Elizabeth Stride

The Murder of Elizabeth Stride

“I saw the body of a woman lying huddled up just inside the gates … Her throat cut ear to ear”
Mrs Mortimer , 36 Berner street

Date: 30th September, 1888 – 1:00 AM
Victim: Elizabeth Stride

Location: Dutfield’s Yard, Berner Street

Following the death of Annie Chapman rumours spread like wildfire through the streets of Whitechapel, and the women who walked the streets after dark searched the shadows for any sign of the unknown killer.

Although this sense of terror still hung over the east end, the ripper had been silent for three weeks by the late evening of 29th September.

However , the events that would unfold later that night would take the already infamous murders to a new level of terror and be forever known in the annuals of crime as “the Double event” . The Ripper would claim two victims in less than an hour.


The first victim was 44-year-old Elizabeth Stride, known locally as “Long Liz” – her body was found at 1 AM in Dutfield’s Yard off Berner street.

Born Elisabeth Gustafsdotter in Sweden in 1844, Liz was first arrested for prostitution in England at the age of 21. Four years later, in 1869, she married John Thomas Stride. Their marriage fell apart in 1877, and by 1885 she was living with a man named Michael Kidney, a waterside labourer. However, their relationship seemed to be over. On 25th September, 1888, she returned to the home they shared, collected her belongings, and left. On 26th September, she was staying in a doss house in Flower and Dean Street in Whitechapel. There, she met the famous Dr Barnardo, who was visiting doss houses in the area. Dr Barnardo would later be one of those to identify her body.


At 11:00 PM on 29th September, Elizabeth Stride was seen in the doorway of a pub called The Bricklayer’s Arms on the corner of Settles Street. Her companion was a well-dressed man, described as about 5 feet 5 inches with a black moustache and sandy eyelashes. He wore a billycock hat and appeared to be in good spirits, kissing and hugging Stride and joking with those who passed by – “Watch out, that’s leather apron getting round you!” Long Liz and her jovial companion were seen setting off in the direction of Commercial Road a short time later.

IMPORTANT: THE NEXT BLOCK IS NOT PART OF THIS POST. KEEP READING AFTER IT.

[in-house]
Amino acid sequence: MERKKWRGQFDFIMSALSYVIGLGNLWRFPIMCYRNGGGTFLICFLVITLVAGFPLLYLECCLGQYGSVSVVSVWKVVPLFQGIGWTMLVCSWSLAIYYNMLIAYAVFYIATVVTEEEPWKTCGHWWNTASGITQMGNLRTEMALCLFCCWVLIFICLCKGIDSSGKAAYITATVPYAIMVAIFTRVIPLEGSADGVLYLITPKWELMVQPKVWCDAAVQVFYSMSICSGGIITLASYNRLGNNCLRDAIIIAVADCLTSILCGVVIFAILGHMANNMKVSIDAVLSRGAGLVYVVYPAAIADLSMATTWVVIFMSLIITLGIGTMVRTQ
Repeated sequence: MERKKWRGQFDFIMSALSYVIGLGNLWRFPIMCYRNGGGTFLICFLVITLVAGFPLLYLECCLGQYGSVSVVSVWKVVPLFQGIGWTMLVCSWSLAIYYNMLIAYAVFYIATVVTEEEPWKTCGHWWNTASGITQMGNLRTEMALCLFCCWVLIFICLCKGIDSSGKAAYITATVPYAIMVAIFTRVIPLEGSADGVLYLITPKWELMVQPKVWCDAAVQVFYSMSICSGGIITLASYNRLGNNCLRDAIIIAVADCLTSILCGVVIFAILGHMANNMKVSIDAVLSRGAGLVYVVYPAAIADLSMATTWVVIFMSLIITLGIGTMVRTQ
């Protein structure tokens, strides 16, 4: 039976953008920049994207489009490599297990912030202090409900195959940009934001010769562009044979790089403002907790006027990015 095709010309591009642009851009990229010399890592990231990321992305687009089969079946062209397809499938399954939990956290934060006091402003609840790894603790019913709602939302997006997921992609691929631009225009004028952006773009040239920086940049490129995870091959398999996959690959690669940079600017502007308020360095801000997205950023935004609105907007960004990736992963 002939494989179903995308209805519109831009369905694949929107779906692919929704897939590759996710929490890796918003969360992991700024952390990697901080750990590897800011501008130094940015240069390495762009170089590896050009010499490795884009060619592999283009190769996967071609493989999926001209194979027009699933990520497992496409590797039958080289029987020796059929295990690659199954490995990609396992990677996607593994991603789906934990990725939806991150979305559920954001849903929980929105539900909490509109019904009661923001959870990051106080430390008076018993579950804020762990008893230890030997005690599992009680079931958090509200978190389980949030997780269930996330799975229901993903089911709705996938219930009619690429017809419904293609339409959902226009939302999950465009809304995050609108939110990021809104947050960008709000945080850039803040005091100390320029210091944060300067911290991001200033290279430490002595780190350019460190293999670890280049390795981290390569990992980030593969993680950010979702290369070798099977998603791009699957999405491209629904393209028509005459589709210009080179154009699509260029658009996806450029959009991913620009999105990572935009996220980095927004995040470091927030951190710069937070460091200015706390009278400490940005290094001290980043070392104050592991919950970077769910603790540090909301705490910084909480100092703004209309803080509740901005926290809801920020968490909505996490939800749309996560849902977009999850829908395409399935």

By 11:45 PM, Long Liz had moved to Berner Street, where a labourer by the name of William Marshall saw her standing in the door of number 64 on the west side of the street, between Fairclough and Boyd Streets. This time, her companion was a man in a short black cutaway coat and a sailor hat. He was teasing and joking with her. Marshall stated that they kissed, and that the man said, “You would say anything but your prayers.”

Yet another man joined Long Liz that evening. By 12:35 AM, she was seen with a young man, approximately 28 years old, wearing a dark coat and a deerstalker hat. They were seen outside the International Working Men’s Educational Club on Berner Street by Constable William Smith. The man was carrying a parcel, approximately 18 inches long and 6 inches high and wrapped in newspaper.


Only 10 minutes later, a Jewish man named Israel Schwartz was walking down Berner Street when he noticed a couple arguing in front of the gate of Dutfield’s Yard. Thinking that he was witnessing a domestic spat and wanting to avoid confrontation, Schwartz crossed the road to avoid the couple. He noticed that the man was about 30 years old, with a brown moustache. He stood about 5 feet 5 inches tall. As he passed the gate, the man yelled out “Lipski” – apparently calling to another man standing up the road. The man paused in the act of lighting his pipe and began to follow Schwartz up the street. Fearing for his life, Schwartz began to run and didn’t look back until he was sure that he was no longer being pursued. This evidence would later lead police to look for an accomplice to the Ripper’s crimes, but their investigations into this second man led nowhere.